In a new report whose findings some regular industry observers might find a bit anti-climatic, Nielsen has waited until now to conclude that, “Not since the introduction of color television more than half-a-century ago has another innovation done as much to enrich the visual quality of television as High Definition (HD) TV.”
Nielsen cites data that has been cited by other sources lately, as well. Namely, that about a third of U.S. TV homes have at least one HD set—although a lot of HD homes do not, in fact, actually watch HD content on their new sets either unknowingly or intentionally. As of February, Nielsen said, just fewer than 29 percent of U.S. TV dwellings were technically capable of receiving HD content.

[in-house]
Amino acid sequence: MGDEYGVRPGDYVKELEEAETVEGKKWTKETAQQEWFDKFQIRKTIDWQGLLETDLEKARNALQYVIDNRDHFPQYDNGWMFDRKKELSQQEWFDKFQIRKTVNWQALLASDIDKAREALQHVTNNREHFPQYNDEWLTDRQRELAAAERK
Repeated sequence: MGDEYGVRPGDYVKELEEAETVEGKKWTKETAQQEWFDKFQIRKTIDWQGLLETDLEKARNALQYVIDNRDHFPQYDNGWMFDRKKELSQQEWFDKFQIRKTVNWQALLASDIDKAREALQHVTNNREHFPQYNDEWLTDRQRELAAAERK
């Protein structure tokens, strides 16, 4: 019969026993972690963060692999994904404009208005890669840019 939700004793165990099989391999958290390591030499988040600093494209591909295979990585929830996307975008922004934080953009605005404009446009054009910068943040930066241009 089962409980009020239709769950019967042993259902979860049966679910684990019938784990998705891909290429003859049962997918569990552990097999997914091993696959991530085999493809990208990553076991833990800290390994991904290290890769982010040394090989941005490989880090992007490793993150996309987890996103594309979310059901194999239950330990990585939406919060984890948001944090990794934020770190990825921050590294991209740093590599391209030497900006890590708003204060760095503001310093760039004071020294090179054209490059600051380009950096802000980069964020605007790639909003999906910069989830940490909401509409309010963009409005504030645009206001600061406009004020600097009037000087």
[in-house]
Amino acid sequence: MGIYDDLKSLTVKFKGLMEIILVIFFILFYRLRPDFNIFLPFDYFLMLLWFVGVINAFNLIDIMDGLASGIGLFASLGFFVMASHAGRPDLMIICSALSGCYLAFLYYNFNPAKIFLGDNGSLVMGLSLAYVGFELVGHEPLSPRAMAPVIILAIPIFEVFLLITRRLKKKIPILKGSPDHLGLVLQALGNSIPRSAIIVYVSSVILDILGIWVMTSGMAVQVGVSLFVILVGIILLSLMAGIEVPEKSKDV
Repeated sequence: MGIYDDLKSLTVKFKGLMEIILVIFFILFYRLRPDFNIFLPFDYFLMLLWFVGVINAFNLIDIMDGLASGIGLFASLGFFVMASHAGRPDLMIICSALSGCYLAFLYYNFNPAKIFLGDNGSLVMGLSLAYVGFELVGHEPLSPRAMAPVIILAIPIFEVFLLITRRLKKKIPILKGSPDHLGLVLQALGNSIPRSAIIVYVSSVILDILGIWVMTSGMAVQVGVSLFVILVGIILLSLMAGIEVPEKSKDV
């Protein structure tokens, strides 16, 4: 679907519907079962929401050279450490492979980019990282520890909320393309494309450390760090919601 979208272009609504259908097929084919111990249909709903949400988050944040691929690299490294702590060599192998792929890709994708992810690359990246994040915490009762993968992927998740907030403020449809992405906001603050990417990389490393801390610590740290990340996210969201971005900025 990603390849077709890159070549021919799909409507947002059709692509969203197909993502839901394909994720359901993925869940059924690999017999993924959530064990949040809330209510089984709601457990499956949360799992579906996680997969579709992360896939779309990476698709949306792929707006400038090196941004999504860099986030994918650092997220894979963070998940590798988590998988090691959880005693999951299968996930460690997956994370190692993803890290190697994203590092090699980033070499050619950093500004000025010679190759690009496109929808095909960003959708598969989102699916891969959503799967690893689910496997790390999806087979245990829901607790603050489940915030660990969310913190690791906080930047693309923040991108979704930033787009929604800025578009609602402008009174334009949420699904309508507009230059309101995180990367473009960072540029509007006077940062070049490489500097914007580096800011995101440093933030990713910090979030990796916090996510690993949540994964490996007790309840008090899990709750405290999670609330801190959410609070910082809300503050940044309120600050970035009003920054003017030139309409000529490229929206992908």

“There are a number of reasons that may explain this difference,” said the rating firm. “One reason is that consumers may often confuse content they view on an HD set as HD programming. Not recognizing the need to upgrade their cable or satellite subscription to receive HD content, many consumers buy HD sets and connect them to their current (non-HD) set top boxes, believing that what they are watching is in HD when, in fact, it is not.”
In other words, it seems ignorance really is bliss.
Read all of HD Notebook here.
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